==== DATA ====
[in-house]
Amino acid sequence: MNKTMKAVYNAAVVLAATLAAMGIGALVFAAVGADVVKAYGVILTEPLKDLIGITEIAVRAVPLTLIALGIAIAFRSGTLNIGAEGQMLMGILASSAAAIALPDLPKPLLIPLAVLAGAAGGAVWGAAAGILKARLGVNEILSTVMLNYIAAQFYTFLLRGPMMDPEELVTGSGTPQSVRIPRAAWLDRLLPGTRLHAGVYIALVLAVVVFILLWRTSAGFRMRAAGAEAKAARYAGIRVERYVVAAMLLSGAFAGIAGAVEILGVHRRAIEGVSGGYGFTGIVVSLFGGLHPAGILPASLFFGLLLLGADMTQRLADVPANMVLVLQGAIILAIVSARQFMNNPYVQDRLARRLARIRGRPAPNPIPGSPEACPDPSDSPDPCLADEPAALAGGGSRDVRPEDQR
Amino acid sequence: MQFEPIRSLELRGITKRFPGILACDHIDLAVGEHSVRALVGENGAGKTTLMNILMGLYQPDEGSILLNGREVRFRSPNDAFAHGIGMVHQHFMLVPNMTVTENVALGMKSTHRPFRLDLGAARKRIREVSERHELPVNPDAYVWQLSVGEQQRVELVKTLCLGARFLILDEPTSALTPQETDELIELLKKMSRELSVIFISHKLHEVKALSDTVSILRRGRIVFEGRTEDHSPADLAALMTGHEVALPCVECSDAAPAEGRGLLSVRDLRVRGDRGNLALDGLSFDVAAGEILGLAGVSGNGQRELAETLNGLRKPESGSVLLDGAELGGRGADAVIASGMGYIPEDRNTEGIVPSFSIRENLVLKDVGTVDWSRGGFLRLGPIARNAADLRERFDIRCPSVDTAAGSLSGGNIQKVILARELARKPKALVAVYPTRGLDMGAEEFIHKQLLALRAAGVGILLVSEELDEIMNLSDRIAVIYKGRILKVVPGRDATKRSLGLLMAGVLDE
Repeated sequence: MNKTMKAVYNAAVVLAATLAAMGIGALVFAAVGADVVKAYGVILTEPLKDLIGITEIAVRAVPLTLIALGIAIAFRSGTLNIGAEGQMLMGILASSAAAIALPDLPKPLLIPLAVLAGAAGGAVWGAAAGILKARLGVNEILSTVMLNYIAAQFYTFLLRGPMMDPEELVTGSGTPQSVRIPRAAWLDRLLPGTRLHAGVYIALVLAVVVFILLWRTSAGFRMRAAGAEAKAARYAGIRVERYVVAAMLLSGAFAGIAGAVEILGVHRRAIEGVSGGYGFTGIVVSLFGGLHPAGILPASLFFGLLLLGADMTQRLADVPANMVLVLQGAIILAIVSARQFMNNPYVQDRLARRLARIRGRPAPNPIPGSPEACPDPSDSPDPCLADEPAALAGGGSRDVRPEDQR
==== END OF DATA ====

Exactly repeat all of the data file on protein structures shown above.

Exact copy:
[in-house]
Amino acid sequence: MNKTMKAVYNAAVVLAATLAAMGIGALVFAAVGADVVKAYGVILTEPLKDLIGITEIAVRAVPLTLIALGIAIAFRSGTLNIGAEGQMLMGILASSAAAIALPDLPKPLLIPLAVLAGAAGGAVWGAAAGILKARLGVNEILSTVMLNYIAAQFYTFLLRGPMMDPEELVTGSGTPQSVRIPRAAWLDRLLPGTRLHAGVYIALVLAVVVFILLWRTSAGFRMRAAGAEAKAARYAGIRVERYVVAAMLLSGAFAGIAGAVEILGVHRRAIEGVSGGYGFTGIVVSLFGGLHPAGILPASLFFGLLLLGADMTQRLADVPANMVLVLQGAIILAIVSARQFMNNPYVQDRLARRLARIRGRPAPNPIPGSPEACPDPSDSPDPCLADEPAALAGGGSRDVRPEDQR
Amino acid sequence: MQFEPIRSLELRGITKRFPGILACDHIDLAVGEHSVRALVGENGAGKTTLMNILMGLYQPDEGSILLNGREVRFRSPNDAFAHGIGMVHQHFMLVPNMTVTENVALGMKSTHRPFRLDLGAARKRIREVSERHELPVNPDAYVWQLSVGEQQRVELVKTLCLGARFLILDEPTSALTPQETDELIELLKKMSRELSVIFISHKLHEVKALSDTVSILRRGRIVFEGRTEDHSPADLAALMTGHEVALPCVECSDAAPAEGRGLLSVRDLRVRGDRGNLALDGLSFDVAAGEILGLAGVSGNGQRELAETLNGLRKPESGSVLLDGAELGGRGADAVIASGMGYIPEDRNTEGIVPSFSIRENLVLKDVGTVDWSRGGFLRLGPIARNAADLRERFDIRCPSVDTAAGSLSGGNIQKVILARELARKPKALVAVYPTRGLDMGAEEFIHKQLLALRAAGVGILLVSEELDEIMNLSDRIAVIYKGRILKVVPGRDATKRSLGLLMAGVLDE
Repeated sequence: MNKTMKAVYNAAVVLAATLAAMGIGALVFAAVGADVVKAYGVILTEPLKDLIGITEIAVRAVPLTLIALGIAIAFRSGTLNIGAEGQMLMGILASSAAAIALPDLPKPLLIPLAVLAGAAGGAVWGAAAGILKARLGVNEILSTVMLNYIAAQFYTFLLRGPMMDPEELVTGSGTPQSVRIPRAAWLDRLLPGTRLHAGVYIALVLAVVVFILLWRTSAGFRMRAAGAEAKAARYAGIRVERYVVAAMLLSGAFAGIAGAVEILGVHRRAIEGVSGGYGFTGIVVSLFGGLHPAGILPASLFFGLLLLGADMTQRLADVPANMVLVLQGAIILAIVSARQFMNNPYVQDRLARRLARIRGRPAPNPIPGSPEACPDPSDSPDPCLADEPAALAGGGSRDVRPEDQR